A new report claims the CIA and FBI operate secret prisons in Ethiopia to interrogate terror suspects. According to the Associated Press, which worked with Human Rights Watch in the investigation, the US has interrogated hundreds of suspects from over a dozen countries in Ethiopian detention facilities—partially because of the lax standards on torture.
The report claims that suspects, including women and children, are held without charge or access to legal representation. They are reportedly flown in from Kenya and Somalia. While the US says it does not use illegal methods to interrogate prisoners, FBI spokesman Richard Kolko does confirm that suspects have been questioned in Ethiopia—although he denies they were in US custody. Ethiopian officials deny any such prisons, which are reportedly in three cities: Addis Ababa, Debre Zeit and Kebre Dehar. Bereket Simon, special adviser to Prime Minister Meles Zenawi says, “No such kind of secret prisons exist in Ethiopia.” (ANH, April 3)
The April 3 story on ABC quotes one former detainee in the Ethiopian gulag:
“It was a nightmare from start to finish,” Kamilya Mohammedi Tuweni, a 42-year-old mother of three who has a passport from the United Arab Emirates, told AP in her first comments after her release in Addis Ababa on March 24 from what she said was 2 1/2 months in detention without charge.
She is the only released prisoner who has spoken publicly. She was freed a month after being interviewed, fingerprinted and photographed by a U.S. agent, she said. Tuweni, an Arabic-Swahili translator, said she was arrested while on a business trip to Kenya and had never been to Somalia or had any links to that country.
She said she was arrested Jan. 10. Tuweni said she was beaten in Kenya, then forced to sleep on a stone floor while held in Somalia in a single room with 22 other women and children for 10 days before being flown to Ethiopia on a military plane.
Finally, she said, she was taken blindfolded from prison to a private villa in the Ethiopian capital. There, she said, she was interrogated with other women by a male U.S. intelligence agent. He assured her that she would not be harmed but urged her to cooperate, she said.
In a telephone conversation with AP, Tuweni said the man identified himself as a U.S. official, but not from the FBI. A CIA official, who spoke on condition of anonymity, said Tuesday that the agency had no contact with Tuweni.
“We cried the whole time because we did not know what would happen. The whole thing was very scary,” said Tuweni, who flew back to her family in Dubai a day after her release.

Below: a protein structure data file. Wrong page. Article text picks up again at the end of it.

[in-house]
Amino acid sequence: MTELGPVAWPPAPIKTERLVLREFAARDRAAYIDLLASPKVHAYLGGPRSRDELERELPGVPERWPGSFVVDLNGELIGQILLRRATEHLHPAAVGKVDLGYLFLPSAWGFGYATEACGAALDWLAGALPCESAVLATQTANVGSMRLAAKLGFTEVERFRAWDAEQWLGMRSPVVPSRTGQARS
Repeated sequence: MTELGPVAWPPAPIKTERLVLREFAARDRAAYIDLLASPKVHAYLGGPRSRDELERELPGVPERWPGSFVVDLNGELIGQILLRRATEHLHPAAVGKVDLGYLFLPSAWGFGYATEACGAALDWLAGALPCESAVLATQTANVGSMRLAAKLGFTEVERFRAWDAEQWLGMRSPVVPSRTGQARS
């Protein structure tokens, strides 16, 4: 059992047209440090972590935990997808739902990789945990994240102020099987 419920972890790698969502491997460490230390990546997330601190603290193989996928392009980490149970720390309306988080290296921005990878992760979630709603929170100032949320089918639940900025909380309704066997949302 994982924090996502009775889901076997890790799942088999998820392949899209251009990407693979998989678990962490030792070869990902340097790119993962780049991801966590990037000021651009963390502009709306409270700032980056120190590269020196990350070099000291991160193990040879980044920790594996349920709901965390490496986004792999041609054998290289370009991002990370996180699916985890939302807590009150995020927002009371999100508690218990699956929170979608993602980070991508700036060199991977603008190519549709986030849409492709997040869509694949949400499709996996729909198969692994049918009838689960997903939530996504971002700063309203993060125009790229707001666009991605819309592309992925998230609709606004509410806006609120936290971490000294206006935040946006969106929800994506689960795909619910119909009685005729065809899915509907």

Tuweni’s version of her transfer out of Kenya is corroborated by the manifest of the African Express Airways flight 5Y AXF. It shows she was taken to Mogadishu, Somalia, with 31 other people on an unscheduled flight chartered by the Kenyan government.
Another detainee was a young girl from Sweden:
The family of a Swedish detainee, 17-year-old Safia Benaouda, said she was freed from Ethiopia on March 27 and arrived home the following day. Benaouda had traveled to Somalia with her fiance but fled to Kenya during the Ethiopian military intervention, her mother said.
“She is exhausted, her face is yellow and she’s lost about 10 kilograms (22 pounds),” her mother, Helena Benaouda, a 47-year-old Muslim convert who heads the Swedish Muslim Council, wrote on a Web site she set up to help secure her daughter’s release [Release My Child]. “She was beaten with a stick when she demanded to go to the toilet.”
And at least one US citizen appears to have been “renditioned” to Ethiopia:
The transfer from Kenya to Somalia, and eventually to Ethiopia, of a 24-year-old U.S. citizen, Amir Mohamed Meshal, raised disquiet among FBI officers and the State Department. He is the only American known to be among the detainees in Ethiopia.
U.S. diplomats on Feb. 27 formally protested to Kenyan authorities about Meshal’s transfer and then spent three weeks trying to gain access to him in Ethiopia, said Tom Casey, deputy spokesman for the State Department.
He confirmed Meshal was still in Ethiopian custody pending a hearing on his status.
An FBI memo read to AP by a U.S. official in Washington, who insisted on anonymity, quoted an agent who interrogated Meshal as saying the agent was “disgusted” by Meshal’s deportation to Somalia by Kenya. The unidentified agent said he was told by U.S. consular staff that the deportation was illegal.
“My personal opinion was that he may have been a jihadi a-hole, but the precedent of ‘deporting’ U.S. citizens to dangerous situations when there is no reason to do so was a bad one,” the official quoted the memo as saying.
Like Benaouda, Meshal was arrested fleeing Somalia. A Kenyan police report of Meshal’s arrest obtained by AP says he was carrying an assault rifle and had crossed into Kenyan with armed Arab men who were trying to avoid capture.
Meshal’s parents insist he is innocent and called on the U.S. government to win his release.
“My son’s only crime is that he’s a Muslim, an American Muslim,” his father, Mohamed Meshal, said from the family’s two-story home on a cul-de-sac in Tinton Falls, N.J., where he lives with his wife, Fifi.
“Clearly the U.S. government interrogated him, and threatened him with torture according to the accounts that we’ve seen,” said Jonathan Hafetz, a lawyer at the Brennan Center for Justice at the New York University School of Law who has been assisting the family.
Rep. Rush Holt, D-N.J., wrote to Secretary of State Condoleezza Rice on Monday to demand Meshal’s immediate release. “Our government cannot allow an American citizen to continue to be held by the Ethiopian government in violation of international law and our own due process,” he said.